London rightly deserves its reputation as one of the world’s best tourist destinations. However, the city cannot be regarded as a “slam dunk” travel spot in the way that others can. The UK capital, after all, is a thriving, sprawling metropolis that is engineered to accommodate tourists in the same way that Las Vegas, for example, is.
As such, it’ll very much be within your capacity to have a 10/10 trip to London, you’ll have to do a little bit of legwork to ensure that it’s the case. If you don’t, you could find that you get lost in the chaos and the stress of the city. If you’re planning a trip to London in the not-too-distant future, then take a read below, where we’ll run through some essential tips that’ll help to make your London visit a roaring success.
When To Go
Your experience of London will depend in large part on the time of the year that you visit. It’s a vastly different experience visiting in January than it is in August, after all. So when should you go to maximize your chances of a great time? We’d say forget the winter months — except for in the run-up to Christmas — unless you’re happy with dark and cold weather. It’s also usually best to avoid August since that month brings throngs of tourists and the already expensive accommodation options can be even more costly. May and June offer the most life, best prices, and all-around best London experience, so try to plan your trip for those months.
Most people find that 3 - 5 days is enough time to really sink into all the magic of London. Any shorter than that and you’ll feel too rushed; any longer, and your bank balance will be in misery.
What to Pack
It doesn’t matter when you’re planning on visiting London: there’s always a chance of rain, and you’ll want to pack some waterproofing clothing and an umbrella. But that’s a cliche that almost everyone understands anyway. No one goes to London for the weather! So what sort of fashion choices should you make for your trip to the capital? It’s not a fashion show, but London is a well-dressed place with high clothing standards. If you don’t want to look out of place — and even want to get into some of the ritzier places — then it’s best to bring your best glad rags.
Where to Stay
London is a big, big place. And unlike New York, where all the hotels tend to be in Manhattan and Brooklyn, accommodation in London is pretty spread out. There are tourist attractions and places to visit in all corners of the metropolis. But realistically, if this is your first trip to London, then you’ll be spending the majority of your time in central London, so it’s best to look for accommodation in that area. You might be tempted to save some money by staying further out of town, but you’ll only end up spending huge chunks of time — and cash — getting from your hotel to the points of interest. Stump up for a centrally-located hotel and keep yourself in the mix.
It probably goes without saying, but: do not think of driving in Central London. It’s the most inconvenient way to get around the city, you’ll have a hard time parking, and the experience in general will simply suck. Instead, rely on the city’s public transportation network, which could be the best in the world. You can get everywhere via bus or the tube, and the cost is pretty reasonable (by London standards, anyway).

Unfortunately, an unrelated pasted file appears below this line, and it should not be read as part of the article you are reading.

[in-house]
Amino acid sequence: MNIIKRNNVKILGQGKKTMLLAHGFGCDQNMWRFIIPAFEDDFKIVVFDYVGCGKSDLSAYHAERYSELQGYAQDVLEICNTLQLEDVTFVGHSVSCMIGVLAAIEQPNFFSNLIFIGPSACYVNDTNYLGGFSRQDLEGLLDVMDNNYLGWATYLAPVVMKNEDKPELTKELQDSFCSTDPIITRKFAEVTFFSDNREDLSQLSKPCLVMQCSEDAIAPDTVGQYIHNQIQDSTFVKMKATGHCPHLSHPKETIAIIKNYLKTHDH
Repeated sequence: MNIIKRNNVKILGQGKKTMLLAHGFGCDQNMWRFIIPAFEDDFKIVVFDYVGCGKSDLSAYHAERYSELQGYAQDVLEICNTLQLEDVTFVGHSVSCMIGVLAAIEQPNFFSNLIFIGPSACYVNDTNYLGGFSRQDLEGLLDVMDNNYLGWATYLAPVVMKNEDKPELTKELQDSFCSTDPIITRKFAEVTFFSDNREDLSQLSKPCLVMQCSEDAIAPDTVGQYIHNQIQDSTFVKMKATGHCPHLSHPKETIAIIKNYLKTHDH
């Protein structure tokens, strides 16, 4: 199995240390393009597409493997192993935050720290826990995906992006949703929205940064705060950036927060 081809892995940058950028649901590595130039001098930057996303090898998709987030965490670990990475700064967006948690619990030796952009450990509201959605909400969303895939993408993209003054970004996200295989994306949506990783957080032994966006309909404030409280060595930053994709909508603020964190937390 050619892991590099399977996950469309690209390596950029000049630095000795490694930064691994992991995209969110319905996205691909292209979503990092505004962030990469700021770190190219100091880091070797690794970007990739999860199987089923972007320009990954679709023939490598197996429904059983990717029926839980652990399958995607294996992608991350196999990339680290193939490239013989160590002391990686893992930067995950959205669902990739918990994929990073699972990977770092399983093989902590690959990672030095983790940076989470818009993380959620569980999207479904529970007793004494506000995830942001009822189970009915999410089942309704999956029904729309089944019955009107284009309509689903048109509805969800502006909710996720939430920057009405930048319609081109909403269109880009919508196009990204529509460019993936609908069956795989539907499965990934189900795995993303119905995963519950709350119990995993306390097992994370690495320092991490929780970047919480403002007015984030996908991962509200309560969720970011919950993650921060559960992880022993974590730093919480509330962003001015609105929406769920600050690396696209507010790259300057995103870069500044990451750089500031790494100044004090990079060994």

When you’re not traveling too far, we recommend walking. This can be annoying when you have luggage, but just drop your bags off at King’s Cross Station luggage storage and walk freely. Part of the joy of visiting London is taking in all the sights and sounds, and you can’t do that when you’re zipping around underground. Bring some comfortable shoes and commit to walking — you can always stop at a cafe or historic pub when you need to take a break.
Hitting the Highlights
The list of things that you should see and do in London is extensive and would merit a blog post on its own. First thing first: you won’t be able to see everything during your trip to London. You couldn’t see everything even if you visited for a year. It’s recommended to do some research about things that interest you (music, art, history) and see which places are worth visiting in the city. There will definitely be something.
There are also some attractions that every visitor to the city must visit. These are:
- St. Paul’s Cathedral.
- Westminster Abbey.
- Big Ben.
- British Museum.
- Tower of London.
- Buckingham Palace.
You can see all of them in one day (or two days max), giving you plenty of time to do all the other things that the city has to offer.
This tip is more for people from other countries. As we said above, London is tourist-friendly, but it’s not engineered for tourists in the same way that Disneyland is. It’s a living, working city — and people in London work a lot, and value their time even more. You can take your time in the obvious tourist zones, but unless you want to annoy the locals (which isn’t difficult), it’s best to keep things moving. Nowhere is this sentiment more evident than on the escalator on the tube: unless you’re walking up the stairs, stand to the right.
Embrace the Madness
Finally, keep in mind that London is not inherently relaxing. In fact, it’s the opposite. If you’re expecting to automatically leave the city feeling energized, then think again. It’s recommended to carve out some moments of relaxation when you’re there — spending time in the park, visiting a world-class spa — and, at other times, simply embracing the madness of the city. It’s chaotic and unpredictable and all a bit much sometimes, but it’s also amazing. There’s just nowhere like London.